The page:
As snow melts at a slow pace a water problem is looming

Considering the fact that summer arrived earlier than typical in mid of the March and April, the snow melting cycle in hilly and mountainous places has slowed, placing significant strain on national water resources and creating planners anxious.

“The condition is more perilous in Mangla,” said Khalid Rana of the River Indus Network Authority (Irsa).

On Saturday, Mangla had just 354,000 acre-feet of potential, compared to almost seven million. This is mostly due to the fact that Mangla Lake is mostly supplied by rain, and there has been almost no rain in March. The Met Office forecasted five rainstorms, but only one occurred.

Mr Rana said, “To make conditions worse, 3 feet of snow fell this winter, compared to the yearly normal of 4.1 feet a 26% decrease.” Even that 4.1 feet of snow appear to have fallen at greater elevations, where the temp would have to be more than the present 23 degrees C to melt it. These changes less and higher-level snow, and almost no rain have produced a catastrophe in the Jhelum.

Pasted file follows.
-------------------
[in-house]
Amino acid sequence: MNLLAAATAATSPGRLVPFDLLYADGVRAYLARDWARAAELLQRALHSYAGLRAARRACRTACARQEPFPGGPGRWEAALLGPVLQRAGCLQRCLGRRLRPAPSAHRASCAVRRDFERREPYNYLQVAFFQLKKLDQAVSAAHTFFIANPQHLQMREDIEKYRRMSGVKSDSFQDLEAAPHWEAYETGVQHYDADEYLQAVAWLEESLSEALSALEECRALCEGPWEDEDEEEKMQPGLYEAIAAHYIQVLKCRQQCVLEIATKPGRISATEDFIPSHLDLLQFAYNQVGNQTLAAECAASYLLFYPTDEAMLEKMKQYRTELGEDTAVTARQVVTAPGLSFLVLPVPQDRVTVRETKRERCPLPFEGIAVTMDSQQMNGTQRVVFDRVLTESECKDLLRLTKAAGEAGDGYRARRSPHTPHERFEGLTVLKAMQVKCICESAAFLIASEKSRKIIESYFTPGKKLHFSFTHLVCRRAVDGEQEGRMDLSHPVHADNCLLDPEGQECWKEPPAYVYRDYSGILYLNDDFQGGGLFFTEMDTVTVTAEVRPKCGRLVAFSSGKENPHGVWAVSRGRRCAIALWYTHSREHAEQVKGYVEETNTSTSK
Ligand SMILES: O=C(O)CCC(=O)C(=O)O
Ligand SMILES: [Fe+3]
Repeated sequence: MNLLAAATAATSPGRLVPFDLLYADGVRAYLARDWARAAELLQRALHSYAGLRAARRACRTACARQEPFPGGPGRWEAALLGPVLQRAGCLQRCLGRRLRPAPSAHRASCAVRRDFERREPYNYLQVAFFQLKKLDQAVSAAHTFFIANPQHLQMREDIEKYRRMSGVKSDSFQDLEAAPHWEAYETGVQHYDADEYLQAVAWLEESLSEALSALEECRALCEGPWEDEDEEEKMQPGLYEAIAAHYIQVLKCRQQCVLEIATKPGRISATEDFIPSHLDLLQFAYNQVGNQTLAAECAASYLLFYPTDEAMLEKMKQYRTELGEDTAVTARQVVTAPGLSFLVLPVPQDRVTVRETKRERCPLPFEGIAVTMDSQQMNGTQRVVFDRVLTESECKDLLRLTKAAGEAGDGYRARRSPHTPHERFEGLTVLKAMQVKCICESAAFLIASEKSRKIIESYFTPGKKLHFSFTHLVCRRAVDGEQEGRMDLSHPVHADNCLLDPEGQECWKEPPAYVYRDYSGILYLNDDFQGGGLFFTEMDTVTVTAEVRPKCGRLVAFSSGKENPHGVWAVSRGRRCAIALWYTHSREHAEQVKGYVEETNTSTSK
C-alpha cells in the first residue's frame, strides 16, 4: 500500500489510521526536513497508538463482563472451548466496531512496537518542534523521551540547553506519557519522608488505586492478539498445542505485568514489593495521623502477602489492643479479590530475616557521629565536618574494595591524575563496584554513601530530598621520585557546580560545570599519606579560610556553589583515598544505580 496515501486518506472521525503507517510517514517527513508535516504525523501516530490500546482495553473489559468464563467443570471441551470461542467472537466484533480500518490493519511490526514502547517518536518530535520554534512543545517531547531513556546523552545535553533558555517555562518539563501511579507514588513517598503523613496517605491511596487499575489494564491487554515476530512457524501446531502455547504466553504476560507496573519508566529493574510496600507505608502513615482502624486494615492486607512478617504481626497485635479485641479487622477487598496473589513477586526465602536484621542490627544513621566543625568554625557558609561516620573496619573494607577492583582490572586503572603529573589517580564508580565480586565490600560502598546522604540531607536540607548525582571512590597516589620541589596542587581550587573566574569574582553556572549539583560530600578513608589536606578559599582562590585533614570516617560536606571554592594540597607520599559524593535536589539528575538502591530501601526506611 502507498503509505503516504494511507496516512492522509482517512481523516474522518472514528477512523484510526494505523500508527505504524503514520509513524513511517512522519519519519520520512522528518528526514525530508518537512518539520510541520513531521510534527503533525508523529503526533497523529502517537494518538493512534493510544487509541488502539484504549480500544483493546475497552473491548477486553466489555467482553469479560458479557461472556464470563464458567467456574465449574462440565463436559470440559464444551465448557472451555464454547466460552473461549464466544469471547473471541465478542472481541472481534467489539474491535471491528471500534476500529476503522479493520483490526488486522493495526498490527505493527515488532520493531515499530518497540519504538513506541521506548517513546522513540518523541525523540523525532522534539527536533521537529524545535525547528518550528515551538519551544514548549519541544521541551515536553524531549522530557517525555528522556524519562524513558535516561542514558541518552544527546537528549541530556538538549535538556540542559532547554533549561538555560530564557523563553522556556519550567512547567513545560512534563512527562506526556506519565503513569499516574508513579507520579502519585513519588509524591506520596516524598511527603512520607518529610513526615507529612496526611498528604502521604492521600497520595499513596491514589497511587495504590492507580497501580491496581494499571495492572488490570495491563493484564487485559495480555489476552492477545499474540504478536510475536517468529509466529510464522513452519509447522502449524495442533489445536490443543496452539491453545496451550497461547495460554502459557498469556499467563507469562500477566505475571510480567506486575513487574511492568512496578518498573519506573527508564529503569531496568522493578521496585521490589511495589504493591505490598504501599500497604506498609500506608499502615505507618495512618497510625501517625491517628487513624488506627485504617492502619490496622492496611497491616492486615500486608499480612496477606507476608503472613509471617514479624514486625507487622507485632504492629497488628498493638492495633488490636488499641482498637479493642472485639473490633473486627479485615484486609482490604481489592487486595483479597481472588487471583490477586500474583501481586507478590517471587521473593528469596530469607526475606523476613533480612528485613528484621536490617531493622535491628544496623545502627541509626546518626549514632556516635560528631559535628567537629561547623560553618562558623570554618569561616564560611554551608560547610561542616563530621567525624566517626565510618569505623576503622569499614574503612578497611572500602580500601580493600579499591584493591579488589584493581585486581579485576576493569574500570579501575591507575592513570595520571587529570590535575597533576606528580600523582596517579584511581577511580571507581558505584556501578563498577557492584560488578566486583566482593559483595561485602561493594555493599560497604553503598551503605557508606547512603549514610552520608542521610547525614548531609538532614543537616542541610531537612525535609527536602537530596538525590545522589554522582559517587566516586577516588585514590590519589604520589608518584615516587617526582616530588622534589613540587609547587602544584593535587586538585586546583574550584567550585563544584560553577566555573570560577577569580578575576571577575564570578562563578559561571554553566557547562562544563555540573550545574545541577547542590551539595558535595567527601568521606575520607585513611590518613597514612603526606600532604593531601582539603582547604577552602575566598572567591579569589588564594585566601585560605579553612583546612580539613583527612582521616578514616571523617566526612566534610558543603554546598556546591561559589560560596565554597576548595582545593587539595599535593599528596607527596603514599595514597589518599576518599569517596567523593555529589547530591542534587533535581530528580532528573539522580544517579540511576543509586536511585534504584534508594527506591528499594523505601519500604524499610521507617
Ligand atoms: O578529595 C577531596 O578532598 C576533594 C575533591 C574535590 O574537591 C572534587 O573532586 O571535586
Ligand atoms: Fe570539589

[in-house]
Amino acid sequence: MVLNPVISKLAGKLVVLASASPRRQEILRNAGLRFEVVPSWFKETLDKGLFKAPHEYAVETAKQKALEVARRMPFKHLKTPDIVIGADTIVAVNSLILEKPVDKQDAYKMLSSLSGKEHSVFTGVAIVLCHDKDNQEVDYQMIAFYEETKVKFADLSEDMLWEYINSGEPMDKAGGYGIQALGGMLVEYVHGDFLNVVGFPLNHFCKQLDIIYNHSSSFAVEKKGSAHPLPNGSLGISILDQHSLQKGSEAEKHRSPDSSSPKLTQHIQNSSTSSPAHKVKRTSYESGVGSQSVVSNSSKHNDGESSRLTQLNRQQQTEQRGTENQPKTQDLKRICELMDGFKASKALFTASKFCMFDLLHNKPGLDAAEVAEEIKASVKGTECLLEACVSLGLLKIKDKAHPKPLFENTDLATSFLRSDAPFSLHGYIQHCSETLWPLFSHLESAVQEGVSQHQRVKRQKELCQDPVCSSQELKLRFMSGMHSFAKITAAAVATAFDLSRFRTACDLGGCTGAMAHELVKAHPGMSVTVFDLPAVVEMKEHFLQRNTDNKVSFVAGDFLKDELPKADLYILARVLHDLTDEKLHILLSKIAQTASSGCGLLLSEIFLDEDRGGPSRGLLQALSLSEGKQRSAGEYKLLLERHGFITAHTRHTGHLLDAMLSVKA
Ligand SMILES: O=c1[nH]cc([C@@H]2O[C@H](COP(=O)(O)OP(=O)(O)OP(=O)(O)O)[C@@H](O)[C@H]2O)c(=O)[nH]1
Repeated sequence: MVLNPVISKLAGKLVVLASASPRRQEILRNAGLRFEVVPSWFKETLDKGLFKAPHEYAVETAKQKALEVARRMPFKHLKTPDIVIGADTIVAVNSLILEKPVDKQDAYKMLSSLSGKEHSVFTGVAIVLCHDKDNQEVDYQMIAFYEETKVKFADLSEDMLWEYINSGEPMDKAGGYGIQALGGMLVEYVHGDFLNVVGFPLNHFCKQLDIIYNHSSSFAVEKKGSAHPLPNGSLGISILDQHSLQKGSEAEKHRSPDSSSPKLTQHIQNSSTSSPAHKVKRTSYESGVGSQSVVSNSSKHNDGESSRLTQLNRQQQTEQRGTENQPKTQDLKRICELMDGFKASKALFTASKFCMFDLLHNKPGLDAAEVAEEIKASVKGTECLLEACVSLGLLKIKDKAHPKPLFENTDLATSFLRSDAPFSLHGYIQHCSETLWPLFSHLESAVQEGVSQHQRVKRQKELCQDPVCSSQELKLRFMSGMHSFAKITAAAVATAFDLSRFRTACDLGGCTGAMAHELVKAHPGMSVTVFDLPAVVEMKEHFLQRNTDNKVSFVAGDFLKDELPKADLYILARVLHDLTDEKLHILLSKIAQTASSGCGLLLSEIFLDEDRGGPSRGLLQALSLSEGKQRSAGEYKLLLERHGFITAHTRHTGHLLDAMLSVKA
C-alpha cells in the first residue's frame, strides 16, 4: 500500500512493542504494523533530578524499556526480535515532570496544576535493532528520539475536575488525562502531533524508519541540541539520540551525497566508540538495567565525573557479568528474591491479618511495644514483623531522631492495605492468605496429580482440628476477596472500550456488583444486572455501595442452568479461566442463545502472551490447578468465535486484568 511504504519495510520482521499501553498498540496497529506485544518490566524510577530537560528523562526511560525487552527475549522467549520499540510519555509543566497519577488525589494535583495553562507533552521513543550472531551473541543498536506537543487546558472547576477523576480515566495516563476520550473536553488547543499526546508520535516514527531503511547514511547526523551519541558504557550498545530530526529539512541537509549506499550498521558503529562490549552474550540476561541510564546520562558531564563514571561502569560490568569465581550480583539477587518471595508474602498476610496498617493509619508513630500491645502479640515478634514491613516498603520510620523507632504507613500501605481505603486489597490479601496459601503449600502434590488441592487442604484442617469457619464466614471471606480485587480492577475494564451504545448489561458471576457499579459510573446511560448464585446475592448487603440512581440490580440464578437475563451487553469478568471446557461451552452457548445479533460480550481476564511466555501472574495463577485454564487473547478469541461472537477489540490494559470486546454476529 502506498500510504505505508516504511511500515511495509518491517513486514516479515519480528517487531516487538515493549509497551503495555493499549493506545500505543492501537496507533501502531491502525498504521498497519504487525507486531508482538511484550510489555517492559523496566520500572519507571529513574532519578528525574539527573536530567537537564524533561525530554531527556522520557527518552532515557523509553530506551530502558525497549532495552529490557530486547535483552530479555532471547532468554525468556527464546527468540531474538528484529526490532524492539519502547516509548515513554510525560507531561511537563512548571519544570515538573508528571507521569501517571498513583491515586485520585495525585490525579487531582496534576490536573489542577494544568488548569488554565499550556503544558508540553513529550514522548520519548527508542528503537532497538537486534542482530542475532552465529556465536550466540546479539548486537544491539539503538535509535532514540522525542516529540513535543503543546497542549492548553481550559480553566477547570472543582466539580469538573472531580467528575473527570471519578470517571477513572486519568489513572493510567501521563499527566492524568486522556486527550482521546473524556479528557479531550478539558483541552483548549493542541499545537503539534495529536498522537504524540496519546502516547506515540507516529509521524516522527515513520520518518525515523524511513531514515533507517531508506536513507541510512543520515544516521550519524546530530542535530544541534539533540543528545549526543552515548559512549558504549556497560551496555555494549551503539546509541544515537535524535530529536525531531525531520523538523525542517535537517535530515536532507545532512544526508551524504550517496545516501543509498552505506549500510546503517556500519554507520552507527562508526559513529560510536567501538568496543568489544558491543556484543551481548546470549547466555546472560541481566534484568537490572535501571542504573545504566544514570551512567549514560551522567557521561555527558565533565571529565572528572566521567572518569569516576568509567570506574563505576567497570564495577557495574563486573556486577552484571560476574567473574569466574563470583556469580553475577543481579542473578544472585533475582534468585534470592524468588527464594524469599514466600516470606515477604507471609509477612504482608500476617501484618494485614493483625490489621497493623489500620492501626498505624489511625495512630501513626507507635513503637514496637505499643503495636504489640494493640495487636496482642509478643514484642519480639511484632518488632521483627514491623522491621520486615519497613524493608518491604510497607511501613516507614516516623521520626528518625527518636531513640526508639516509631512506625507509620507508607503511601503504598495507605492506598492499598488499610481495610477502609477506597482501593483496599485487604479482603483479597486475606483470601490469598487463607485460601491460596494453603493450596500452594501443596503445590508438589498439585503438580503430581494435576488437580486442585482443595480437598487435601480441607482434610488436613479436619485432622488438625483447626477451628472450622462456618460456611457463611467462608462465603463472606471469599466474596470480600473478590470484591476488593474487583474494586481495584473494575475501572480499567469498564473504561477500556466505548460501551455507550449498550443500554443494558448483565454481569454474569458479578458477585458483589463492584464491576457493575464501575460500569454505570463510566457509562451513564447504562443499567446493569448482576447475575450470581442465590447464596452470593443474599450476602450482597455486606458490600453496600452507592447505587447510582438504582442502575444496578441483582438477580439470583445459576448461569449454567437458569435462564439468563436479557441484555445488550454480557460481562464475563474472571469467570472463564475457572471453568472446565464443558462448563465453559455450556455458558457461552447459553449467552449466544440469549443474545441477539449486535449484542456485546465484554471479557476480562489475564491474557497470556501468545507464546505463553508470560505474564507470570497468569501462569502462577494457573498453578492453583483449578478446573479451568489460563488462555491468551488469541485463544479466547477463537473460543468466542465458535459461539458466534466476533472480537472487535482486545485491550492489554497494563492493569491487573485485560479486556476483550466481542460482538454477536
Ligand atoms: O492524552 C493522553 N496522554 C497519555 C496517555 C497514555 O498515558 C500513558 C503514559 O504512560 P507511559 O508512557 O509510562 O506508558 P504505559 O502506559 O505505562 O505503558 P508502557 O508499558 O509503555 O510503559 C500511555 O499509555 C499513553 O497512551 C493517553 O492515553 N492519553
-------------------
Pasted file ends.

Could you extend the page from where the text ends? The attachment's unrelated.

“The similar tendency appears to have afflicted River Chenab as well,” adds a Punjab Irrigation Authority official. The flows are increasing, but too slow to help the institution, worsening the demand-supply mismatch.

On Saturday, the water flowed at 22,000 cusecs, compared to the previous 10-year normal of 25,000 cusecs. The Saturday flows improved by over 30%; generally, it was running at 15,000 cusecs before the month began. As a result, the whole water-producing network has sunk to a reduced rate and is no longer benefiting from the extreme temps, according to the official.

The Water & Power Development Authority’s national water flow statistics indicate the degree of water deprivation. On Saturday, the country got 90,000 cubic meters in all of its rivers, compared to the previous 10-year normal of 137,700 cubic meters – a 27.73% decrease.

Independently, Jhelum delivered 27,200 cubic meters compared to its 10-year avg of 48,200 cubic meters; River Kabul delivered 12,900 cusecs compared to the avg of 32,600 cubic meters; Indus delivered 27,500 cusecs compared to the average of 31,200 cubic meters, and Chenab delivered 22,200 cubic meters compared to the avg of 25,700 cubic meters.

The tendency is projected to continue for a further month or two until improving by the close of May or early June when both extreme temps and rainfall will begin to support the system.

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